L-364,718 and L-365,260, two CCK antagonists, have no affinity for central benzodiazepine binding sites in chickens

A. Rodríguez-Sinovas, A. G. Fernández, E. Goñalons

    Research output: Contribution to journalArticleResearchpeer-review


    It has recently been demonstrated that L-365,260, a CCK-B antagonist in mammals, causes an increase in food intake in chickens. In contrast, L-364,718, a CCK-A antagonist in mammals, shows this effect only at very high dose levels. It has been shown that L-365,260 has very low affinity for chicken CCK receptors. Thus, the mechanism of action of L-365,260 remains unknown. As L-365,260 is a benzodiazepine derivative, one may hypothesize that it would be acting on benzodiazepine binding sites. The aims of this work were to establish the existence of benzodiazepine binding sites in the chicken brain, and to check the possibility that L-365,260 was acting on these receptors, determining the affinity of L-364,718 and L-365,260 for them. We have found specific binding for tritiated flunitrazepam (a benzodiazepine agonist) ([3H]-flunitrazepam) in chicken brain membranes. A single binding site was detected with a K(d) of 3.58 ± 0.97 nM and a B(max) of 451.6 ± 23.3 fmol/mg protein. L-365,260 and L-364,718 exhibited very low affinity for these binding sites (K(i)=1.17 x 10-6 ± 0.16 x 10-6 M and K(i)>10-5 M, respectively). Thus, these results demonstrate that the increase in food intake caused by L-365,260 in the chicken is not due to a direct action on benzodiazepine receptors. Other possible explanations for its effect are discussed.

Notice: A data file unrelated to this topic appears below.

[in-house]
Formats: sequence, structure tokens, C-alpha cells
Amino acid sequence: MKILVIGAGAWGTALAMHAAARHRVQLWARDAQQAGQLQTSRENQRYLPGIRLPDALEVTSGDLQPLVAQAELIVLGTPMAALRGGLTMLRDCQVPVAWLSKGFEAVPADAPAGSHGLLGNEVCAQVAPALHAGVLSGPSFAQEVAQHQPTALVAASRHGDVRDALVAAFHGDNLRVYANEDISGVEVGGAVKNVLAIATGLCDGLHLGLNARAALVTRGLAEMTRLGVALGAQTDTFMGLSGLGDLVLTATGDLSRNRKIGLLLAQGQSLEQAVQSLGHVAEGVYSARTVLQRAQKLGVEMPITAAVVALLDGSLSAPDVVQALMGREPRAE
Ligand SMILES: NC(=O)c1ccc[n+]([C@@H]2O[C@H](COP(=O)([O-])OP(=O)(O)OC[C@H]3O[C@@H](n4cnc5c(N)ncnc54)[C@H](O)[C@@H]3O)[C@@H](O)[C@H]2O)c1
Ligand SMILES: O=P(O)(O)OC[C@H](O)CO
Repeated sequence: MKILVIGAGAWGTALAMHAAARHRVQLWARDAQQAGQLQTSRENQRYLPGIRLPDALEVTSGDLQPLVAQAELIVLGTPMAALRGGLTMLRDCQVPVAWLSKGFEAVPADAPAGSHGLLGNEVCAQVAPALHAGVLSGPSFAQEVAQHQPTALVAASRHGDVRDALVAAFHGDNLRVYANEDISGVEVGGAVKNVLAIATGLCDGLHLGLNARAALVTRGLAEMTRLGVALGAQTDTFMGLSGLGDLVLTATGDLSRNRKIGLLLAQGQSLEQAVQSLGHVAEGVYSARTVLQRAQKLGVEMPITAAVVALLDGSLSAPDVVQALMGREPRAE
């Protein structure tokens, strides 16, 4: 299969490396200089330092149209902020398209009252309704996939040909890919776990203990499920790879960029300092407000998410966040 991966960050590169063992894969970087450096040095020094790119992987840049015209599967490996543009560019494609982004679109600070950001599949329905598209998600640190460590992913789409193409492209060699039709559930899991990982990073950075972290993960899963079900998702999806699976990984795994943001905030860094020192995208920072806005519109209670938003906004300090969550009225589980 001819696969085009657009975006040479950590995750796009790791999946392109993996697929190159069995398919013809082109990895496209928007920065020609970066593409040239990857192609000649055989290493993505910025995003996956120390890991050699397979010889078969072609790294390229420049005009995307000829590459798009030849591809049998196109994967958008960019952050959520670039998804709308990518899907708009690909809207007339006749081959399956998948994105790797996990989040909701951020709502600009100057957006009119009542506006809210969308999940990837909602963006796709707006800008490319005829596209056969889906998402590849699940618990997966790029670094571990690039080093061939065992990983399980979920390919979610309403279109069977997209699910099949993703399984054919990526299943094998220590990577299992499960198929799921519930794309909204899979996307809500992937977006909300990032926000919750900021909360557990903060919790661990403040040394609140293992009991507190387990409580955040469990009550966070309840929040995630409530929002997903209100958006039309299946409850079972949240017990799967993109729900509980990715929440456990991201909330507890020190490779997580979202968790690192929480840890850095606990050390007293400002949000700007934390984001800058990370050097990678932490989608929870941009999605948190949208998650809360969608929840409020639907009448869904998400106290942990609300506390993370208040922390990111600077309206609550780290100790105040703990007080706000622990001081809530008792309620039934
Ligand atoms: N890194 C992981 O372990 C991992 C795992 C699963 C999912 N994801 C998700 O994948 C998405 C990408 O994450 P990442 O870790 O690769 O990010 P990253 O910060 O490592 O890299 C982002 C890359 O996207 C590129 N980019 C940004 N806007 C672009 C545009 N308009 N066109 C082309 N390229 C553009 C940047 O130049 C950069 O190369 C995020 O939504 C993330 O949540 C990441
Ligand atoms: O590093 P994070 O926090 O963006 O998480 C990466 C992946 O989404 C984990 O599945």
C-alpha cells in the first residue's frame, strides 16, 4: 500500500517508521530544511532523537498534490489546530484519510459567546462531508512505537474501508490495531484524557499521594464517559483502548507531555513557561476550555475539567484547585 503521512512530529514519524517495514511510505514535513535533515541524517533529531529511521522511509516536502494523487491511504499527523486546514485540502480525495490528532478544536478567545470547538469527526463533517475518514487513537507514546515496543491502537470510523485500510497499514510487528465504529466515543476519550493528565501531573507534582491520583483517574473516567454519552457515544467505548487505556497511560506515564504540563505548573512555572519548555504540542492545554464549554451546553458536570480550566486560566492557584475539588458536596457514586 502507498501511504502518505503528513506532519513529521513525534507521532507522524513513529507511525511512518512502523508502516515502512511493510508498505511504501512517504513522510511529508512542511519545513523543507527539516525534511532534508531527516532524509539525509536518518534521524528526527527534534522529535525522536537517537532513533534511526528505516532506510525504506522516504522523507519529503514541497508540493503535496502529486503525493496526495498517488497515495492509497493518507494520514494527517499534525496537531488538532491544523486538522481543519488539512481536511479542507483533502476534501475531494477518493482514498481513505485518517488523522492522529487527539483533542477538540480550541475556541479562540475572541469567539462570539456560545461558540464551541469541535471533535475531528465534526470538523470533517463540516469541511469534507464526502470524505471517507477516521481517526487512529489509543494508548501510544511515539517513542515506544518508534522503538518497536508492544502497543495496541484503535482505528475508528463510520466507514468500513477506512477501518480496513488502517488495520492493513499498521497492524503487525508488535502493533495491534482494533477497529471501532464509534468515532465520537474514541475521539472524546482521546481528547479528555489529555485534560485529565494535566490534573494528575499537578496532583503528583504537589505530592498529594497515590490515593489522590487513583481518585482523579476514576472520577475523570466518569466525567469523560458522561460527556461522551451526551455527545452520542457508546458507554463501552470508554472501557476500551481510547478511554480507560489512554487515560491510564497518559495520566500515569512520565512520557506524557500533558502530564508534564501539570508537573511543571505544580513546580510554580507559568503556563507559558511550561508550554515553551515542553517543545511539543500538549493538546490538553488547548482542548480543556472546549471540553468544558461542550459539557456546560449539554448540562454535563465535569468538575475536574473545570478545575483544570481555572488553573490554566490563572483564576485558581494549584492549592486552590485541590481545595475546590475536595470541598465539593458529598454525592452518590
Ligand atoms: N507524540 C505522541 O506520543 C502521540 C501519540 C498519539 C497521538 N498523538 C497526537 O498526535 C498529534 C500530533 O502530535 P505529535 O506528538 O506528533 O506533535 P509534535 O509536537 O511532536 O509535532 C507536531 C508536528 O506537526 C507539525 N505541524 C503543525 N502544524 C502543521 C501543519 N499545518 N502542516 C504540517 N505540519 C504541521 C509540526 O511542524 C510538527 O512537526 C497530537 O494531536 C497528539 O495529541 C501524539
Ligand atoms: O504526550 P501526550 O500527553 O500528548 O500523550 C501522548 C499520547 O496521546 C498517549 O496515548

Original languageEnglish
    Pages (from-to)1211-1216
    JournalLife Sciences
    Publication statusPublished - 6 Sep 1996


    • L-364,718
    • L-365,250
    • benzodiazepine receptors
    • chicken
    • cholecystokinin
    • food intake


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